Friday, January 19, 2007

96 Tears 96 Times

My wife Debra and I once spent a long night in Rocky Face, Georgia. Now Rocky Face is a nice enough place. The problem was with the motel. We were traveling from Louisville, Kentucky, where I was a student at the Southern Baptist Theological Seminary, to my hometown of Barnesville, Georgia, where I was to preside over the marriage ceremony of my first cousin Rhonda (she and her big sister Denise were the closest thing to siblings that I ever had) and her groom, my old Little League baseball battery mate Freddy (I was the pitcher, he was the catcher). We left Louisville late in the day on Friday and stopped to spend the night in Rocky Face. We checked into our room. All seemed well. Then we began to hear “music” from the lounge downstairs. We knew the old rock and roll song that we were hearing.

Too many teardrops for one heart to be cryin’
Too many teardrops for one heart to carry on
You're gonna cry ninety-six tears
You're gonna cry ninety-six tears
You're gonna cry, cry cry cry now
You're gonna cry, cry, cry, cry
Ninety-six tears
C'mon and lemme hear you cry, now
Ninety-six tears, I wanna hear you cry
Night and day, yeah, all night long
Uh-ninety-six tears, cry cry cry
C'mon baby, let me hear you cry now, all night long
Uh ninety-six tears, yeah c'mon now
Uh-ninety-six tears

Great poetry it’s not, but it was a pretty good song. The song wasn’t the problem. Nor was the fact that we could hear the band well enough in our room that I could actually discern the lyrics. What was really bad was that 96 Tears was apparently the only song that the band knew well enough to play with any confidence. There would be an occasional lull when we could just barely hear the music; I guess at those times they were playing songs on which they were unsure of themselves so they held back. But then, in just a few minutes, they would belt out another stirring rendition of 96 Tears. “Cry cry cry now.” We wanted to. If they played 96 Tears once they played it 96 times.

It reminded me of the time that Mrs. Branch, my 5th grade teacher, wanted to host a dance for our class. Mrs. Branch was a young teacher who left us half way through the school year to move back home when her husband was killed in Vietnam. Before that happened, though, she rented the Rec, which is what young folks called the Barnesville Recreation Center, and held the dance. One day at school she was musing about how she would like to have a live band. A guy in our class—we were 5th graders, remember—said, “Mrs. Branch, I’m in a band.” “Really!” she exclaimed. “How would your band like to play at our dance?” “That’d be great!” he said.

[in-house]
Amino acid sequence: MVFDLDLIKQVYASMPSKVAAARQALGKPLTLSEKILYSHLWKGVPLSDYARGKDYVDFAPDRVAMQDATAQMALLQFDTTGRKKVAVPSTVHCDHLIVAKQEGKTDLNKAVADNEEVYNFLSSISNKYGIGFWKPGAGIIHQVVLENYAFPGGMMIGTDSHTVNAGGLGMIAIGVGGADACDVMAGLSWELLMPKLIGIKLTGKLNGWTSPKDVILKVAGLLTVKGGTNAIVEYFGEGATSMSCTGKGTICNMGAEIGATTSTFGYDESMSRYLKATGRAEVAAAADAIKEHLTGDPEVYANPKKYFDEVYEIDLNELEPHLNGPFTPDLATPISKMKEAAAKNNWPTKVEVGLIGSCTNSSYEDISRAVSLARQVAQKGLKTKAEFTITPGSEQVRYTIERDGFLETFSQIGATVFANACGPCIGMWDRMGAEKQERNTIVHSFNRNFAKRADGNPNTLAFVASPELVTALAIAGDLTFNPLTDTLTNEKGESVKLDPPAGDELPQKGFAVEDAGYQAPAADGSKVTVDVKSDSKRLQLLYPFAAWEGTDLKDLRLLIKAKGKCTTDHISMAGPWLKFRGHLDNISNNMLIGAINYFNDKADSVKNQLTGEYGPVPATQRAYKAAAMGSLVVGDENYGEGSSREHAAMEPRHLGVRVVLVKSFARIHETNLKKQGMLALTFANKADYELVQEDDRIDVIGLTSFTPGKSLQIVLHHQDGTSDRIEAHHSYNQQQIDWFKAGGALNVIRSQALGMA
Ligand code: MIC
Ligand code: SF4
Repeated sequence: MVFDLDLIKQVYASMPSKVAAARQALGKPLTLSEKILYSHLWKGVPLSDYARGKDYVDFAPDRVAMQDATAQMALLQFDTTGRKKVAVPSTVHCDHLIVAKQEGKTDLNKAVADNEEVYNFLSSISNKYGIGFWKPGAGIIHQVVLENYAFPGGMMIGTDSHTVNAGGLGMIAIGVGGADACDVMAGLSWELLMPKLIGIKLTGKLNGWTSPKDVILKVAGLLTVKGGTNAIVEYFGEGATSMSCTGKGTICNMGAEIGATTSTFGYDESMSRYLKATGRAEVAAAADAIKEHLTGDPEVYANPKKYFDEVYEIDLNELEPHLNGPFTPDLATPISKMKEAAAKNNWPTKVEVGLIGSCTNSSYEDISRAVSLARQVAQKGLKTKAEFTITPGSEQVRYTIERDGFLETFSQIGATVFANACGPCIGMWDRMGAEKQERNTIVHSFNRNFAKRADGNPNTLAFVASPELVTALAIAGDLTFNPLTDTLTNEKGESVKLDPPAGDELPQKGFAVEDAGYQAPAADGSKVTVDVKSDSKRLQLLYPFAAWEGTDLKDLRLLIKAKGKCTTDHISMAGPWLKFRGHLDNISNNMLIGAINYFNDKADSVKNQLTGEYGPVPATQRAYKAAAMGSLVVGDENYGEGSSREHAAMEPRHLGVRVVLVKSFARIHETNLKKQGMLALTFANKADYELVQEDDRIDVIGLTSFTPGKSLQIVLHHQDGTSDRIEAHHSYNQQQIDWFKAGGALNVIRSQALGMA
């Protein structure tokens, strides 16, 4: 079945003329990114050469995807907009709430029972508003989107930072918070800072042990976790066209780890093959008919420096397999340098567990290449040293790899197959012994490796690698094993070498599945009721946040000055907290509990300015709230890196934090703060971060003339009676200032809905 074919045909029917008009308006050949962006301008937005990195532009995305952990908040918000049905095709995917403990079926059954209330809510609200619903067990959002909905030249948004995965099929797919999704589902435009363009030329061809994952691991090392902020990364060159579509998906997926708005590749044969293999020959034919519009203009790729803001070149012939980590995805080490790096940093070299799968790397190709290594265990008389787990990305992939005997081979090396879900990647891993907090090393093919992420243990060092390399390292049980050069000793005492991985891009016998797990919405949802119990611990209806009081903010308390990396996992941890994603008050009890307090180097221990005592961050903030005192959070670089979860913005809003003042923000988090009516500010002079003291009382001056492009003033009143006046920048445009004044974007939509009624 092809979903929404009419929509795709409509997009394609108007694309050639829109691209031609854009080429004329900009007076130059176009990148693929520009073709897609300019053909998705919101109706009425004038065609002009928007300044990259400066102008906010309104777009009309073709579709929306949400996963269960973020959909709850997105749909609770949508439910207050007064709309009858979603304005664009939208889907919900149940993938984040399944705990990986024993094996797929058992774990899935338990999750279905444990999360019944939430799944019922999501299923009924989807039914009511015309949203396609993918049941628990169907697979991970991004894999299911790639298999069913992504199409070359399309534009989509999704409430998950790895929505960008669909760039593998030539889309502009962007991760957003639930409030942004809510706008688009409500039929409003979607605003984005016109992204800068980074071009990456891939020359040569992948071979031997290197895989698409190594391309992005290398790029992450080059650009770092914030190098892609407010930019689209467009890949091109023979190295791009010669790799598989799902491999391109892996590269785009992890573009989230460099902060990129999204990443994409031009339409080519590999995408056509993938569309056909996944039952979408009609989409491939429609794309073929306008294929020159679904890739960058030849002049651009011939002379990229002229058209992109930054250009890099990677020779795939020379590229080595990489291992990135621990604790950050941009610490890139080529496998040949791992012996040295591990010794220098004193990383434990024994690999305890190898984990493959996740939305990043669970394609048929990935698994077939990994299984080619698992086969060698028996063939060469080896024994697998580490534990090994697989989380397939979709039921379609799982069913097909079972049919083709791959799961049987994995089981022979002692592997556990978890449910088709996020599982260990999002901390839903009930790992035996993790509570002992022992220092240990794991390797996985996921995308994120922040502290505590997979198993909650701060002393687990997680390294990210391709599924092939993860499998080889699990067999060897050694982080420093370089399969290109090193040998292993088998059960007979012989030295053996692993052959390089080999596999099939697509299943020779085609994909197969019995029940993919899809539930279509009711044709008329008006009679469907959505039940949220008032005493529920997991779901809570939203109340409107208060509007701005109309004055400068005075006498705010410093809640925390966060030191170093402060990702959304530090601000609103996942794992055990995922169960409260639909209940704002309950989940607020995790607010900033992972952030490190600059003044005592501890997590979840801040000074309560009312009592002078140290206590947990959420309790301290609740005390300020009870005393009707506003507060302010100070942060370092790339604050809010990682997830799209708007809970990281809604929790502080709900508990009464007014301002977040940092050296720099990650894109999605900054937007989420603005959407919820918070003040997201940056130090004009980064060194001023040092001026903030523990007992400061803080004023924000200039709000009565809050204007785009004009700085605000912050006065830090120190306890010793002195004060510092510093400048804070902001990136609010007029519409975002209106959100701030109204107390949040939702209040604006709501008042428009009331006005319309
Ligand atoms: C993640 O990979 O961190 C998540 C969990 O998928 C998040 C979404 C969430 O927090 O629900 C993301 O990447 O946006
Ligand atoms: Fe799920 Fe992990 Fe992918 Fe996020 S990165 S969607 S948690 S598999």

That was one of the many times in my life when I should have intervened and didn’t. That “band” held their “rehearsals” in the back yard of one of the “band” members in my neighborhood. They belonged in the same category as a “band” in the same way that a broken rubber band belongs in the same category as a high performance racing tire or that the participants in a three-legged race belong in an Olympic relay event. But she didn’t know; she hadn’t had to listen to them while trying to peacefully shoot some baskets in the back yard like I had. She hired them. And they came to the dance and they tried. They played the Steppenwolf song Born to Be Wild and, to be fair, it wasn’t bad. But everything else they tried to play was bad. In fact, they couldn’t even finish most of the other songs that they started. So, they’d go back to playing Born to Be Wild. 96 times. Mrs. Branch came over to some of us (translation: the nerds like me who weren’t dancing) and said, “I’m sorry about the band.” “It’s ok,” I said. “They play a mean Born to Be Wild.” I’ll bet that if they had tried they could have handled 96 Tears. 96 times.

I thought about our long night in the motel in Rocky Face listening to 96 Tears 96 times when I heard the news that ?’s house in the Flint, Michigan area had burned down. ? (pronounced “Question Mark”) was the leader of the band ? and the Mysterians who were, of course, the artists who gave us the original recording of 96 Tears. ? lost forty years of tapes and memorabilia in the fire. According to news reports, though, he was most troubled by the loss of four Yorkies and a cockatoo, which is understandable, but I still think it’s sad that he lost all the mementos of his career. It is heartening, though, to hear reports that people in ?’s community are making efforts to help him. There is talk of a concert featuring ? and the Mysterians and perhaps a benefit with other musicians with ties to Flint like Mark Farner, the guitarist and lead singer for my personal favorite late-60s band, Grand Funk Railroad. That is the way it should be. Neighbors should help neighbors, friends should help friends, and people in the same line of work should help one another.

And a Christian should be a neighbor to anybody anytime and to everybody all the time. In a world full of hurt, the very least that we can do is to try to help heal those hurts. In a world full of loss, the very least that we can do is to try to help people in their grief. In a world full of sin, the very least that we can do is to try to point people toward the Savior.

I’m sorry for ?’s loss. I’m glad that there are people willing to help. I hope that we’re looking for ways to help those around us who need it. I hope that we understand that the real test of our Christianity is in the way that we practice it in relation to other people. I hope that we know that, when you get right down to it, the only way we can show that we love God is to love people and the only way that we can serve God is to serve other people.

And I hope that I don’t have to say it 96 times to convince you.

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